Poems, in which thought. It is fitted to express a momentno lonely feeling is developed, are not ary burst of passion,' etc. Now, if there Sonnets because the Author has chosen to be one species of composition more difficult write them in fourteen lines : they should and artificial than another, it is an English rather be entitled Odes, or Songs, or In- Sonnet on the Italian Model. Adapted to scriptions. The greater part of Warton's the agitations of a real passion ! Express Sonnets are severe and masterly likenesses momentary bursts of feeling in it! I should of the style of the Greek επίγραμματα. sooner expect to write pathetic Axes or

In a Sonnet then we require a develop- pour forth Extempore Eggs and Altars! ment of some lonely feeling, by whatever But the best confutation of such idle rules cause it may have been excited ; but those is to be found in the Sonnets of those who Sonnets appear to me the most exquisite, have observed them, in their inverted in which moral Sentiments, Affections, or sentences, their quaint phrases, and inFeelings, are deduced from, and associated congruous mixture of obsolete and Spenwith, the Scenery of Nature. Such com- serian words : and when, at last, the positions generate a kind of thought highly thing is toiled and hammered into fit favourable to delicacy of character. They shape, it is in general racked and tortured create a sweet and indissoluble union Prose rather than any thing resembling between the intellectual and the material world. Easily remembered from their The Sonnet has been ever a favourite briefness, and interesting alike to the eye species of composition with me; but I am and the affections, these are the poems conscious that I have not succeeded in it. which we can lay up in our heart and From a large number I have retained such our soul,' and repeat them ‘when we walk only as seemed not beneath mediocrity. by the way, and when we lie down, and Whatever more is said of them, ponamus when we rise up. Hence the Sonnets of lucro. Bowles derive their marked superiority over all other Sonnets ; hence they do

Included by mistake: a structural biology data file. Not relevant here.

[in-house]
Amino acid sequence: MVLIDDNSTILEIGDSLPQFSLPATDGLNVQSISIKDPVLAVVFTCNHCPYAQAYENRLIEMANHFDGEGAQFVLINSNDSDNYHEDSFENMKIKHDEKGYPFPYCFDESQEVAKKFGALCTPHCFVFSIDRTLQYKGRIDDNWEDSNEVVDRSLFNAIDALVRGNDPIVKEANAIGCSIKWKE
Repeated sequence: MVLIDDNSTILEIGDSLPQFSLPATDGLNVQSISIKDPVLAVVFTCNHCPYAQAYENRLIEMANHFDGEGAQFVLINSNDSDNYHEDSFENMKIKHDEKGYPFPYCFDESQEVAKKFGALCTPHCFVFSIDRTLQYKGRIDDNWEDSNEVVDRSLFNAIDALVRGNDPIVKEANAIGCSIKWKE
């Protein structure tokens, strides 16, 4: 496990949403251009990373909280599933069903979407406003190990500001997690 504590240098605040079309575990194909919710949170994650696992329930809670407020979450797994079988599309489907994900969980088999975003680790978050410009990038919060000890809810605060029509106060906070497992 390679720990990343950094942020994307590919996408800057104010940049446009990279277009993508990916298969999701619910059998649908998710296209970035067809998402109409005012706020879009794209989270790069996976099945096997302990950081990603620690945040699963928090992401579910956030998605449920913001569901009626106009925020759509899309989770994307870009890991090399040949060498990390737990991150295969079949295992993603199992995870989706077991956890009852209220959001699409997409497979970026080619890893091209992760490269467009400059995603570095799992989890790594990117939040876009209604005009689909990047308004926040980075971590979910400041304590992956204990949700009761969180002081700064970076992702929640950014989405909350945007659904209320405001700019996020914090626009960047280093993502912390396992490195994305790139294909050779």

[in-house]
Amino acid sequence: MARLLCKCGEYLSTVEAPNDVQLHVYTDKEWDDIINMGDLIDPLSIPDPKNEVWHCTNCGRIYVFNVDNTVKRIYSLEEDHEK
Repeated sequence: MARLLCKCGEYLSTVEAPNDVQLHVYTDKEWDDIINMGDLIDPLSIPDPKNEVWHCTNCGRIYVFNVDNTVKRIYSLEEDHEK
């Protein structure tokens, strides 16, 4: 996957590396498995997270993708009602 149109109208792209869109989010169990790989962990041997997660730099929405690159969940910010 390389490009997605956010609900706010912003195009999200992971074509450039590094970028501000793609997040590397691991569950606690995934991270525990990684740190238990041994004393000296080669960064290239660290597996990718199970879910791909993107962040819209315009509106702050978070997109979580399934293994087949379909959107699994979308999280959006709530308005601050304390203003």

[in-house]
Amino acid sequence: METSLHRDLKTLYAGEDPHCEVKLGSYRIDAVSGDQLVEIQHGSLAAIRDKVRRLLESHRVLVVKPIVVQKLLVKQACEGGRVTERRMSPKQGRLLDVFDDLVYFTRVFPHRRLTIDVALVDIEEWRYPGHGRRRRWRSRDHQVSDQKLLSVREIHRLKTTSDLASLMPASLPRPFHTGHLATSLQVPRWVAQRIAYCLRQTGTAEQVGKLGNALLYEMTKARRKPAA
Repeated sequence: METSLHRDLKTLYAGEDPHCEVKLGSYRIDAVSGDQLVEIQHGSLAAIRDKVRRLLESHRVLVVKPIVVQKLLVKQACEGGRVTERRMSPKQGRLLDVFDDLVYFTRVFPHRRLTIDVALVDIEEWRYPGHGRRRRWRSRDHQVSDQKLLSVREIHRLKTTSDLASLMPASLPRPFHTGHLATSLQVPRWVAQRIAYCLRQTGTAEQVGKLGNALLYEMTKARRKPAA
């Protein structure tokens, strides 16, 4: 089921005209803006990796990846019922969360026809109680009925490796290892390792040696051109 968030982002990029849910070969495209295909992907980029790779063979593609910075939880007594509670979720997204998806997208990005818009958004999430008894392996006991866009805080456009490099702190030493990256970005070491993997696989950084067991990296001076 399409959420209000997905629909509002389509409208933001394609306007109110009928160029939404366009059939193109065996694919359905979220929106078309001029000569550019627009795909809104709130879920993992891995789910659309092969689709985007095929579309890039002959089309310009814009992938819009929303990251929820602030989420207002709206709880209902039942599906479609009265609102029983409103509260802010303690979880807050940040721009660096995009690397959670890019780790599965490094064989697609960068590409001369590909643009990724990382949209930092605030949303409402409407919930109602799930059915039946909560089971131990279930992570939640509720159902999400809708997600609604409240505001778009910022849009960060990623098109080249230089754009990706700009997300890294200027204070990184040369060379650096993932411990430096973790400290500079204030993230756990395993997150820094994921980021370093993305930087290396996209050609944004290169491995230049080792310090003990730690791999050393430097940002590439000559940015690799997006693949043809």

Poetry.